HYLAND: The man who just fell down the stairs of Colonel James Fiske, Jr. Although the Colonel is a man given to the consumption of dozens of blue point oysters—and bottles of heady wine at a sitting—his friends were given to pointing him out as a man inordinately steady on his feet. So why did he tumble down the stairs? And in New York’s Grand Central Hotel, no less—where stair-tumbling was frowned upon…the Colonel didn’t slip…he wasn’t pushed…he was shot. The sudden presence of two bullets in him had upset his equilibrium.
(SFX: footsteps, running)
HYLAND: The man who’s running away is the man who just shot the Colonel. His name—Edward S. Stokes, until recently the Colonel’s very dear friend. There he goes…(SFX: more running, door slamming shut) And tonight—my report to you on the Checkered Life…and Sudden Death of...Colonel James Fiske, Jr.

I suppose it’s probably too late in the game for me, but I would give anything to be known as a “connoisseur of crime” (it’s such a classy title, don’t you think?). Speaking of titles, Crime Classics had some of the cleverest—“John Hayes, His Head, and How They Were Parted”; “The Younger Brothers: Why Some of Them Grew No Older”; and “Good Evening, My Name is Jack the Ripper” are just a few of my favorites. “Fiske” outlines the tragic tale of a pair of friends who both fall in love with a widow (deliciously played by Mary Jane Croft), and includes a top-notch cast featuring Harry Bartell, Bill Johnstone, Paula Winslowe, Charles Calvert, Martha Wentworth and Steve Roberts.

The other three shows I previewed were equally superb—“The Shrapnelled Body of Charles Drew, Sr.” (7/6/53) is the story of a young man who quickly dispatches his father to the Great Beyond after being screwed in the old man’s newest will, and “The Dread Events Surrounding Mr. Thrower’s Hammer” (8/3/53) takes us to 1793 England, where the murder of a father and daughter goes unsolved for eleven long years. Then there’s “The Terrible Deed of John White Webster and His Crime That Shocked the Nation” (7/13/53), in which the title character murders the man to which he owes a $400 debt. Actor-announcer Larry Thor plays a policeman in this entry whose name is “Daniel Cliver”—and though I suppose it could be based on fact, it sounds more to me like someone decided to sneak in an joke (Thor played detective “Danny Clover” on Lewis-Fine-Friedkin’s Broadway’s My Beat).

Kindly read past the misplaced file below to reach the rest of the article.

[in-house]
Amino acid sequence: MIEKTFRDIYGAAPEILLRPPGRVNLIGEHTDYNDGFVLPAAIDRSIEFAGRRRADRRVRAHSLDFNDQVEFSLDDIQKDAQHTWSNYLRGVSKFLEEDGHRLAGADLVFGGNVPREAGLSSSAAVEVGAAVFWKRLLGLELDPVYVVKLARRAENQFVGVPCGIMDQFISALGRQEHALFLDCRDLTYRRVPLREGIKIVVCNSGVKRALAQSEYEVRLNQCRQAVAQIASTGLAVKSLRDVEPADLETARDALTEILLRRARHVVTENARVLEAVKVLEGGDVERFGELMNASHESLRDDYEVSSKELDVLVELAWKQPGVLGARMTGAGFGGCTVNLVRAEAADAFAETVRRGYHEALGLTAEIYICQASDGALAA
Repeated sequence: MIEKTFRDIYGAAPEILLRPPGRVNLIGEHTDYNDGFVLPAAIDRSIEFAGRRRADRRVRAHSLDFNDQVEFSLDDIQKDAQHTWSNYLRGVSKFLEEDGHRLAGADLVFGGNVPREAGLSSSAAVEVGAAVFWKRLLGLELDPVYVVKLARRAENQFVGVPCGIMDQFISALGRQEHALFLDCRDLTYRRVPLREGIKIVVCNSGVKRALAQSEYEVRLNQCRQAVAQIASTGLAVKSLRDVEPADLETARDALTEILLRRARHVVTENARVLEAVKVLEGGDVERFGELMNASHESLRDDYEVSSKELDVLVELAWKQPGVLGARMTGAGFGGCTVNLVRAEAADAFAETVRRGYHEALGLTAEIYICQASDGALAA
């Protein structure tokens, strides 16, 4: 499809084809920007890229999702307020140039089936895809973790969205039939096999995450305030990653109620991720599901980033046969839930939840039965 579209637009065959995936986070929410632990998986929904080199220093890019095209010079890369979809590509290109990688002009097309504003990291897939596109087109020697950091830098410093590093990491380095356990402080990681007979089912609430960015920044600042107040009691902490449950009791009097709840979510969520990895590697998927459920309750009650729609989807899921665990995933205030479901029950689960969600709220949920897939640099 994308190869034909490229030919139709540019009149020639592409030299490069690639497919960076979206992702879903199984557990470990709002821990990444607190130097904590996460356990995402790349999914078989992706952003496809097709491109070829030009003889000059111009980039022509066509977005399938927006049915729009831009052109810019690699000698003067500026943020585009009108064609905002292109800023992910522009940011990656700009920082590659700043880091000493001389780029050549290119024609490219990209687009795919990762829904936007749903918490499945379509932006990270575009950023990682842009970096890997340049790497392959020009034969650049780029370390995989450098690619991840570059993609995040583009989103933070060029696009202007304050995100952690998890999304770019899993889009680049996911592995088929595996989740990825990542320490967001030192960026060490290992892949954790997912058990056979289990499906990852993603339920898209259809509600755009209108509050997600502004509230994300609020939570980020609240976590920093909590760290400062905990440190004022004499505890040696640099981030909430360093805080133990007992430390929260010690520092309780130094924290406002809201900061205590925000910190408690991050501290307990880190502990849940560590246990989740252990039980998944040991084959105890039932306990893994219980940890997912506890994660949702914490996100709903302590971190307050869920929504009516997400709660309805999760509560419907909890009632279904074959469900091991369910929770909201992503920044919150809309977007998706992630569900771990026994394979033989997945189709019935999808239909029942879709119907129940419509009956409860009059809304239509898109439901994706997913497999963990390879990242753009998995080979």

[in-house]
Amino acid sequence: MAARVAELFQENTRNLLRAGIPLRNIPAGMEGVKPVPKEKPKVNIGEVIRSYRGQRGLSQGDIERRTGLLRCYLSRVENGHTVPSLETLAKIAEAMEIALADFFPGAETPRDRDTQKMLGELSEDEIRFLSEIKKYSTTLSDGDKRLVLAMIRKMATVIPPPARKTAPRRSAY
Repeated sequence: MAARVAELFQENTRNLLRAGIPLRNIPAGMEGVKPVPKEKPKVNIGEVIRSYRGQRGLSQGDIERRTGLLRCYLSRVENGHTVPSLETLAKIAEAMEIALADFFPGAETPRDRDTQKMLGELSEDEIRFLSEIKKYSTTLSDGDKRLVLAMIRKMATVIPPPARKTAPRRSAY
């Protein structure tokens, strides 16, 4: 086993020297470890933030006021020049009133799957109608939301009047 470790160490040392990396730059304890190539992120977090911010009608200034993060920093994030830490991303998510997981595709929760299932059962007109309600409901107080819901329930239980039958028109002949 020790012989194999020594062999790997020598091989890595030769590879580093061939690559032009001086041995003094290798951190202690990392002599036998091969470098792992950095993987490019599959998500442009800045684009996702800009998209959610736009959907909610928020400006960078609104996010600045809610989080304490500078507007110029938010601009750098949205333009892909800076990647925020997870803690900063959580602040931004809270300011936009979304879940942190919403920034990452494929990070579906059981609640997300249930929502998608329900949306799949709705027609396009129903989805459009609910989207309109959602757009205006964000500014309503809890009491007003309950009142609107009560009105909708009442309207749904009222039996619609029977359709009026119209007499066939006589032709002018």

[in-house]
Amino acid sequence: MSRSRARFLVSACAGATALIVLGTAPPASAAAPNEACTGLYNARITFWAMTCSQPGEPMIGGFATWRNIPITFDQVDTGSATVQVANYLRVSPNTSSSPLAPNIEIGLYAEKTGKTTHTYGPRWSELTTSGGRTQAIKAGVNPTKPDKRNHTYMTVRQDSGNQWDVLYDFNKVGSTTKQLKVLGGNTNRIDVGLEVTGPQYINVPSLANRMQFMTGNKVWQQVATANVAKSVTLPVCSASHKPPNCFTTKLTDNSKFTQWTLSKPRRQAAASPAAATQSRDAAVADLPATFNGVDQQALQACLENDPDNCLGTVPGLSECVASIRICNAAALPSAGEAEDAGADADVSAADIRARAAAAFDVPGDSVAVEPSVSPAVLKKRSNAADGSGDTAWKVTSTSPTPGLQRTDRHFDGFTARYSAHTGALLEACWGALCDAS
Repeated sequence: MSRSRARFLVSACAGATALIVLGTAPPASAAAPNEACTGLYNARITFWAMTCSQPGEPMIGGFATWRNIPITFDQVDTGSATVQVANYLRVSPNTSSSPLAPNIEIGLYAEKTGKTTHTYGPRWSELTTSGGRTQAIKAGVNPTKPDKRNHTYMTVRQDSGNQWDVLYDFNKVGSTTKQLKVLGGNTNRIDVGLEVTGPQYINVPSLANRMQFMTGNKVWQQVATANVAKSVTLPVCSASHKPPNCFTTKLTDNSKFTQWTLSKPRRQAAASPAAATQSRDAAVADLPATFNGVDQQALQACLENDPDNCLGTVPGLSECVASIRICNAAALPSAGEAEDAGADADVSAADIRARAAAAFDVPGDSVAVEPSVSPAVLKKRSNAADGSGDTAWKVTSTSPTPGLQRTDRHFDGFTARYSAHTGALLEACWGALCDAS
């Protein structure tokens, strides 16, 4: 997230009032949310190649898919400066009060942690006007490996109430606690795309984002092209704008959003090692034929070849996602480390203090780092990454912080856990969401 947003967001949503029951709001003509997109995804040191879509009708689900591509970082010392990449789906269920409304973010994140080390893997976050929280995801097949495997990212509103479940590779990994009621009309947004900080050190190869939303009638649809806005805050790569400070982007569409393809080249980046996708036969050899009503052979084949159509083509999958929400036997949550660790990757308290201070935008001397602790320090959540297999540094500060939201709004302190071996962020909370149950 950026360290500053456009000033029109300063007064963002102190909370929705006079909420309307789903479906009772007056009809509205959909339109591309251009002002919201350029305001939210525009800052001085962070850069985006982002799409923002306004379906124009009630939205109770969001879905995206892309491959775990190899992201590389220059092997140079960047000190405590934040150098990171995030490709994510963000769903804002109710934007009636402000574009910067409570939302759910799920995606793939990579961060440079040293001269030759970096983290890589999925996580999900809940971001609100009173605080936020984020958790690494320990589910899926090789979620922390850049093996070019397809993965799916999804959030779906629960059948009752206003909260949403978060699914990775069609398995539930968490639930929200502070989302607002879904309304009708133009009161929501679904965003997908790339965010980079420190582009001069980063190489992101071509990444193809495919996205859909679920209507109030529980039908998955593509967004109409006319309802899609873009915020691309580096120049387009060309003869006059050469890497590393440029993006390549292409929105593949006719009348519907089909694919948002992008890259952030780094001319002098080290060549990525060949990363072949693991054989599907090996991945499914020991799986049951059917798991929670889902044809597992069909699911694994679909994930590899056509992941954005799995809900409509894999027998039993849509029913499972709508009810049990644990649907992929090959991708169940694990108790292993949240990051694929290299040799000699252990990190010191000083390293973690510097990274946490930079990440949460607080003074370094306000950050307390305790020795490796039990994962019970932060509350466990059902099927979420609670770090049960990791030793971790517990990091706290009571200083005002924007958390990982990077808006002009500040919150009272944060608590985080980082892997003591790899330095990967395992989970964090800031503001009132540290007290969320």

At one time, Crime Classics ran back-to-back with another Lewis series, On Stage, in which he appeared mike-side with his then-wife Cathy.  He conducted a bold experiment one evening in December 9, 1953: first presenting “The Assassination of Abraham Lincoln” on Classics, and then showcasing the play that Lincoln attended that fateful night at Ford’s Theater—“Our American Cousin,” on Stage. Years later, Lewis remarked that it was a huge mistake; “Cousin” was so deadly dull it’s a wonder the President didn’t die from boredom before John Wilkes Booth shot him. The morning after the broadcast, Lewis found a note on his desk from CBS chief William Paley: “Interesting idea. Don’t do it again.”

Though Crime Classics ran but one season, it has nevertheless attained quite a cult following among modern-day OTR fans—and these buffs are indeed fortunate that with the exception of one or two broadcasts, the entire run had been preserved to entertain audiences today. In fact, you could be listening to the show right this very minute—First Generation Radio Archives still has their Crime Classics Premiere Collection on sale, but only until March 31st. Ten CDs with twenty remastered and restored episodes—that’s…well, in keeping with the criminal nature of this program, a steal.